The most incisive guide to issues facing the American family today . . . An invaluable resource for anyone wishing to stay on the cutting edge of research on family trends.
-W. Bradford Wilcox
Associate Professor of Sociology, University of Virginia
With good reason, public-health officials carefully track the well-being of the nation’s pregnant women. After all, their well-being translates into the well-being of the next generation. It is consequently a matter of deep concern when officials report an adverse trend among these women. And unfortunately, a new study out of Maine delivers such a sobering report—an increasing number of pregnant women and their children appear vulnerable to the health and social problems that come with out-of-wedlock childbirth.
Completed by researchers at the University of Southern Maine, this new study identifies “prepregnancy, prenatal, and postpartum demographic, behavioral, and health trends for women having children in Maine from 2000 to 2010 and for their babies.” Of particular concern to the researchers are adverse trends which might make it difficult for the state of Maine to meet the goals set forth in 2010 by the Federal department of Health and Human Services in Healthy People 2020.
To assess the trends in question, the researchers delve into data collected from 12,600 women between 2000 and 2010 from the pregnancy risk assessment monitoring system (PRAMS) maintained by the state of Maine and by the U.S. Centers for Disease Control and Prevention.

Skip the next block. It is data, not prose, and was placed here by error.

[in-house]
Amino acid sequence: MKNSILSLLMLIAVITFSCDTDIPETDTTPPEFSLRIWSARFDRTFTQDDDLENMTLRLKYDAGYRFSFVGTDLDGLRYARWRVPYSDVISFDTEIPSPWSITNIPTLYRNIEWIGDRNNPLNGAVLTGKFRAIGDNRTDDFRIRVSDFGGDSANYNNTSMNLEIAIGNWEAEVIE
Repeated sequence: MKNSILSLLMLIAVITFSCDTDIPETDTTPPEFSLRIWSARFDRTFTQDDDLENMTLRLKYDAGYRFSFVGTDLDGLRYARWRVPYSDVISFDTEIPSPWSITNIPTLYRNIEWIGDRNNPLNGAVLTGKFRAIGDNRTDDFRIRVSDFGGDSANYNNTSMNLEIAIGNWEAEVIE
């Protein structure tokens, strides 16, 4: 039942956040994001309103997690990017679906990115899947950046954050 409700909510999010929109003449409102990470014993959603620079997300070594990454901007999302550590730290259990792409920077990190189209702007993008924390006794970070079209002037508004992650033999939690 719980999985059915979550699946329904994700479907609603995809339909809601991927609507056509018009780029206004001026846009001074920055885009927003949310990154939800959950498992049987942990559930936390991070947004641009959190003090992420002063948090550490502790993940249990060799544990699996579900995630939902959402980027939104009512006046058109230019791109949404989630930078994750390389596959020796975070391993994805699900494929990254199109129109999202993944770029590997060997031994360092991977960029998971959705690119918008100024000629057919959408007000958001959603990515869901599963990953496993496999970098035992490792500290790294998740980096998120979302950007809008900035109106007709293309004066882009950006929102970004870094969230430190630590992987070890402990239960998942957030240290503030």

The trends identified by analyzing these data matter, of course, to officials in Maine. But the authors of the new study explain that in scrutinizing “a broad range of pregnancy-related variables with a more limited geographical context,” they aim to highlight “specific health priorities and interventions for Maine and areas of important inquiry for those in other states.”
And officials in all of the 50 states have reason to pay attention when the Southern Maine scholars warn of the consequences of a particularly threatening social trend among pregnant women—a retreat from marriage. Noting the clear increase in the fraction of women giving birth unmarried, the researchers report that 69.9% of mothers were married in 2000 but that—because of a year-by-year decline—the percentage fell to just a 63.6% average for the period as a whole.
Acknowledging that “the declining marriage rate found in this study follows national trends at work since the 1960s,” the authors of this new study recognize that this trend carries “health implications”: “Being unmarried is generally associated with poorer health, and parental health has an impact on children’s health.” What is more, the researchers understand that “children born to unmarried women are at higher risk of adverse birth outcomes including low birth weight, preterm birth, and infant mortality than are children born to married women, probably because being an unmarried mother is a marker for having a low income and a risk factor for a range of measures of social disadvantage including food insecurity.”
Public officials who review this new study out of Maine have every reason to make it an urgent health priority to reverse the perilous retreat from wedlock in every state of the American union.
(David E. Harris et al., “11-Year Trends in Pregnancy-Related Health Indicators in Maine, 2000-2010,” Journal of Pregnancy 2014: 780626, emphasis added, Web.)